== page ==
Miller: This has been the thing we've been examining internally. What impact did we have? Or I should say, what impact did the workers who were doing this early organizing have? There is some overlap between the workers involved in those campaigns and those who signed on to Coworker petitions. 

I think this is something that we all in the labor movement can get a bit more sophisticated about, that there has been culture change and culture shift. That actually takes a really long time because you were talking about people's feelings about themselves and their workplace, their sense of possibility inside a workplace. Even campaigns that don’t result in unions increase workers' sense of possibility slowly over time as you're able to see, if I engage in collective action, I can actually win. Because if you only ever see workers losing in your own workplace, you're not going to keep trying.

Newman: One interesting anecdote related to this is at Starbucks. Howard Schultz, in making a case against unionizing, highlighted that one of the benefits the company offers is paid parental leave, but baristas actually won expanded paid parental leave through petitioning. It just shows you that the things that Starbucks was relying on to show that the company is benevolent and listens to baristas, some of those benefits only came about through collective action. 


What do you think it will take to build sufficient power over time to counter the power of mega-corporations?

Newman: I really appreciated Lauren Jacob's article on this topic for The Forge, and I agree that there is not one right answer. Every successful campaign is really just people trying things out and building iteratively on what we're learning and sharing and contributing to a movement. Mega-corporations were built over years of a lot of different policy choices and you don't just take them down. We as humans are not just born with the knowledge of how to take down these really complicated systems. Most people have not had the experience of running and winning a campaign against a company, and we need to bring people along the journey. This isn't an overnight situation.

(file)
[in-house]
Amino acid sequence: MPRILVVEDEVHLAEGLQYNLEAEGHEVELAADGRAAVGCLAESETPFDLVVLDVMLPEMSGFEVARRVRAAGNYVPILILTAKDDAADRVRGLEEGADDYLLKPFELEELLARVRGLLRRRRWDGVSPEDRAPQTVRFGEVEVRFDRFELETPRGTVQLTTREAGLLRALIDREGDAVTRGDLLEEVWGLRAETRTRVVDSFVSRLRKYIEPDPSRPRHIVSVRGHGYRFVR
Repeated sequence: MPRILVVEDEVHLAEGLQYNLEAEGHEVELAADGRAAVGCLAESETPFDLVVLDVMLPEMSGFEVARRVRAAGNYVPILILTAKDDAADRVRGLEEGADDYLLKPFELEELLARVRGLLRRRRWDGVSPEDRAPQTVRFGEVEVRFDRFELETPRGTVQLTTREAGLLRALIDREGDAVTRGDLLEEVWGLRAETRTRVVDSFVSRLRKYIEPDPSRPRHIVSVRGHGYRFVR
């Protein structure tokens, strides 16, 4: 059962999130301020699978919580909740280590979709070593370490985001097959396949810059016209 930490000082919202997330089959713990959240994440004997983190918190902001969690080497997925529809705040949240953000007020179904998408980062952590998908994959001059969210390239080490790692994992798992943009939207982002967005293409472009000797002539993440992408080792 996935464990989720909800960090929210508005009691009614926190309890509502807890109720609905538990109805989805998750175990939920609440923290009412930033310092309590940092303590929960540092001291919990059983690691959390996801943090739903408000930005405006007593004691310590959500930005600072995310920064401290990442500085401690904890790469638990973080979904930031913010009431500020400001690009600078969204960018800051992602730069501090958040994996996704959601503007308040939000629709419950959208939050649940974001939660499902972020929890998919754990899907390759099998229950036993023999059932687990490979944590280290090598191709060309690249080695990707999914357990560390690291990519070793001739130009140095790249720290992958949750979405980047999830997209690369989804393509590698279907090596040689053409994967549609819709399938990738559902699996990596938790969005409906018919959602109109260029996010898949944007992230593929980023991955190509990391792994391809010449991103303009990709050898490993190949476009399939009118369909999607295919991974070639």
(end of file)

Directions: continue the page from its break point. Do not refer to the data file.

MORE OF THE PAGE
Miller: We can’t pretend that mega-corporations don't impact every single aspect of every single life and it is actually only through intersectional, overlapping work that we are able to take on mega-corporations. It’s anti-monopoly work. It's absolutely climate work because what is climate change but the result of endless growth and the orthodoxy of endless growth? It is work around racial equity and addressing the ways in which capitalism, as it functions right now, was built to subjugate and oppress people based on race and identity. It is addressing these multifaceted issues and doing it in partnership. 


Workers just successfully organized the first Amazon workplace in the country. What are your takeaways from this victory?

Michelle: There was a lot of commentary among labor people that this upends everything we thought we knew about organizing. I imagine there will be a move to understand the mechanics of what the ALU [Amazon Labor Union] did that was successful and to attempt to replicate it in the future. But the lesson of this win, as far as I'm concerned, isn't about a series of well-deployed tactics. Of course the workers knew how to organize each other, what mattered to each other, and how to talk to each other. Institutional labor (in both the form of trade unions and some of the bigger labor non-profits) acts from the assumption that their primary value is in the ability to architect Big Campaigns, then deploy organizers in service of an overall strategy. But what if, instead, their value could be genuinely resourcing and following the lead of workers? Even when the choices the workers make aren't the ones that align with conventional wisdom? What if we let go of the supremacy of strategic organizing and corporate campaigning in exchange for a period of really following groups of workers wherever they lead? I think we're seeing that in the way Workers United is approaching the Starbucks campaign. And my hope with the ALU win is that what labor learns is that they must deploy resources as a means to support the leadership of workers instead of as a means to control their campaigns. If there's one thing we've learned from ten years of doing this is that we never know the right thing to do with a given group of workers who come to us until they tell us.